APRIL 6, 1938
WASHINGTON, Tuesday—We are feeling quite bereft in the White House these days because the Head Usher, Mr. Raymond D. Muir, is being transferred to the State Department and is now the Assistant Chief in the International Conference Division of that Department. He has been such a good friend to all of us, besides doing a very remarkable piece of work for the White House, that I suppose we might be forgiven if we shed a tear even though we congratulate him.
Filling Mr. Ike Hoover's place was in itself a tremendous job, for Mr. Hoover had created a field of work for himself which has been rather neglected in the past and many people felt his loss was irreparable. This made it particularly difficult for Mr. Muir, but undaunted, he took over. Though we feel that Mr. Howell Crim is a worthy successor, we know even Mr. Crim is going to miss his chief in many ways.
Last night we a saw a newsreel of the bombing of a foreign city. I do not know how it affected the others, but I felt positively disgusted with human beings. How can we be such fools as to go on senselessly taking human life in this way? Why the women in every nation do not rise up and refuse to bring children into a world of this kind is beyond my understanding.
There is a poem in the April 2nd, New Yorker by Stephen Vincent Benet called "Nightmare For Future Reference," which I think should be read by men and women everywhere. Sometimes the poet's imagination is prophetic of the future.
It is strange that Queen Victoria, in a letter written many years ago, should remark that the engines of war were becoming so dangerous that the continuance of the practice was suicidal. And still we only talk!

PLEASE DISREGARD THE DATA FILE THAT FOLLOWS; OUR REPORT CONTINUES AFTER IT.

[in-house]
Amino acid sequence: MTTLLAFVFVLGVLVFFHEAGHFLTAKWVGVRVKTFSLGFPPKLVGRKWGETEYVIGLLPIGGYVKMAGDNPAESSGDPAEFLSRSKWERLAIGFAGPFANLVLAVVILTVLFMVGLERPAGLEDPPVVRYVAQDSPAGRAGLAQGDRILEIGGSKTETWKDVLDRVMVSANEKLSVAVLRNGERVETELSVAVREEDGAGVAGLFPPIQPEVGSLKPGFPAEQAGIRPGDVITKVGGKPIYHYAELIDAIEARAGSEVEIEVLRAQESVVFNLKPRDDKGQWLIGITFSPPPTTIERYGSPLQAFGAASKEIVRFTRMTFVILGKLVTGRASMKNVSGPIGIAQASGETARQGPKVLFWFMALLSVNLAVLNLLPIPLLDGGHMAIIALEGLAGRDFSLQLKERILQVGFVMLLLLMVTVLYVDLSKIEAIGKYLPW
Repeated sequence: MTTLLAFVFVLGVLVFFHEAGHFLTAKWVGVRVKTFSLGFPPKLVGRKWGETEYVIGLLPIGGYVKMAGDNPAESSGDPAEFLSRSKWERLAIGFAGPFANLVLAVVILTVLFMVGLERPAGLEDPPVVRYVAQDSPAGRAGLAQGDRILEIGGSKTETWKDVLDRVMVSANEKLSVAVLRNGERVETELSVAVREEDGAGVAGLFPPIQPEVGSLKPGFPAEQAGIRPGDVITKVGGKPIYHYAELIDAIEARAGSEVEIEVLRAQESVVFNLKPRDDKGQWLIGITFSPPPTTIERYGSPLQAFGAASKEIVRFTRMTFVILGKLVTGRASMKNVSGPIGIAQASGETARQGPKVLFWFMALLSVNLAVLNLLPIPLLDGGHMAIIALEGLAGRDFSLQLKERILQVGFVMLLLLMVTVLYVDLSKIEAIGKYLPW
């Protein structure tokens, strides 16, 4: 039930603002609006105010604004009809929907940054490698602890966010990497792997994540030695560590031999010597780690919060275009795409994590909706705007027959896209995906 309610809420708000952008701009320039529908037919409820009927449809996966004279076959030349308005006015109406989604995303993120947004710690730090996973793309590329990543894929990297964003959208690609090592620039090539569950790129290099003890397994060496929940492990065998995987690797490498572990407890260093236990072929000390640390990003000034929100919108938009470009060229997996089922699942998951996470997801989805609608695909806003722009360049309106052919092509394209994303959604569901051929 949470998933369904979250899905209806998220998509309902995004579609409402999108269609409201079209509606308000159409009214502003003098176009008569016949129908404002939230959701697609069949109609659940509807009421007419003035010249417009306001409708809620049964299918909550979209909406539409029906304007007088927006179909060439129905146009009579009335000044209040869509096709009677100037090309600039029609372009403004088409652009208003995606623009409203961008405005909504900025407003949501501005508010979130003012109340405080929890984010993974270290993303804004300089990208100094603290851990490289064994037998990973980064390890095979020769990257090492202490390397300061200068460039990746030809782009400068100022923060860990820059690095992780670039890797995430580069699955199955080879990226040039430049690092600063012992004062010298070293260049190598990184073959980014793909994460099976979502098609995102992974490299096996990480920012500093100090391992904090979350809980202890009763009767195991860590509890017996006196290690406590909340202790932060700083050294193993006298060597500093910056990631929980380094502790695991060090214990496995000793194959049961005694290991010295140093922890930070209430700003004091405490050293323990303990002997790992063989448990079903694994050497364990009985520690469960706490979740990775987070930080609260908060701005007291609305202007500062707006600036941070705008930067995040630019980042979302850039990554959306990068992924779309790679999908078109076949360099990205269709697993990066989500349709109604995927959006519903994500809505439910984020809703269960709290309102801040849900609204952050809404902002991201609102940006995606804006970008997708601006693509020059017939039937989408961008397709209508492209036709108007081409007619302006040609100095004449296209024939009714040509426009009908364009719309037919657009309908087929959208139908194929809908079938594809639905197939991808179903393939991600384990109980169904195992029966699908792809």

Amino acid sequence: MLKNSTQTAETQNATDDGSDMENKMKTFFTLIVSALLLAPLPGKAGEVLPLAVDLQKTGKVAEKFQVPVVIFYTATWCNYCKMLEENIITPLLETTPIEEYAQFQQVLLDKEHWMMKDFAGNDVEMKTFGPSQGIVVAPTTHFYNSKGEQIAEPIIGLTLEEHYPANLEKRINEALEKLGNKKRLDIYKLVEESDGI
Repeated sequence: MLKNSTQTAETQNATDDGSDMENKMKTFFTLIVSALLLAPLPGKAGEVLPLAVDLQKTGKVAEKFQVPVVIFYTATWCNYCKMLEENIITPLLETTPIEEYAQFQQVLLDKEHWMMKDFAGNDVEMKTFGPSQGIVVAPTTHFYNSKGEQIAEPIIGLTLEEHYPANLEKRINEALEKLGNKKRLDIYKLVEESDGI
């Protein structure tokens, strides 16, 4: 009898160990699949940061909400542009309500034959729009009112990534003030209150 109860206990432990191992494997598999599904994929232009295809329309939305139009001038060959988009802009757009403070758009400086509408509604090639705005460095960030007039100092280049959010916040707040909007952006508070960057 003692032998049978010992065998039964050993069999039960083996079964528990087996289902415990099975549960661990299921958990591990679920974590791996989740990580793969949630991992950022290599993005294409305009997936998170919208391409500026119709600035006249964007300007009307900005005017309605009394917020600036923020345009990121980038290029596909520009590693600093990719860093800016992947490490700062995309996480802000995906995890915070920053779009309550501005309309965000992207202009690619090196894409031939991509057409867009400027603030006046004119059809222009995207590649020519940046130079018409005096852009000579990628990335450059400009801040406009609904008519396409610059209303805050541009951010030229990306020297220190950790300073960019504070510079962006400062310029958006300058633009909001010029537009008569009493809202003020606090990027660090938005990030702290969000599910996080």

Today dawned with a gray sky, but by 11:00 the clouds had blown away and I had a marvelous ride along the Potomac. These perfect days with a horse you enjoy, are memories to be stored up for the future.
I have just had luncheon with the ladies of the 73rd Congress. Miss Gertrude Borzi, who is about to start on a European tour, sang. She has a very sweet voice and I hope she will be successful.
After four weeks of absence, it is really quite exciting to come back and see so many people. I always have a feeling something must have happened to them in the interval, because when one travels far, it always seems as though years had gone by instead of just a few weeks. I sat next to Mrs. Henry Wallace at the luncheon and asked her what had happened during my absence. She looked rather surprised and said everything had gone on in just the same way and I felt that it was impossible!
These lunches with the wives of the various members of Congress are very delightful occasions for the wives of the Cabinet Officers and me. Political differences do not enter into them and, as the Chairman said today, "Friendships endure regardless of political differences."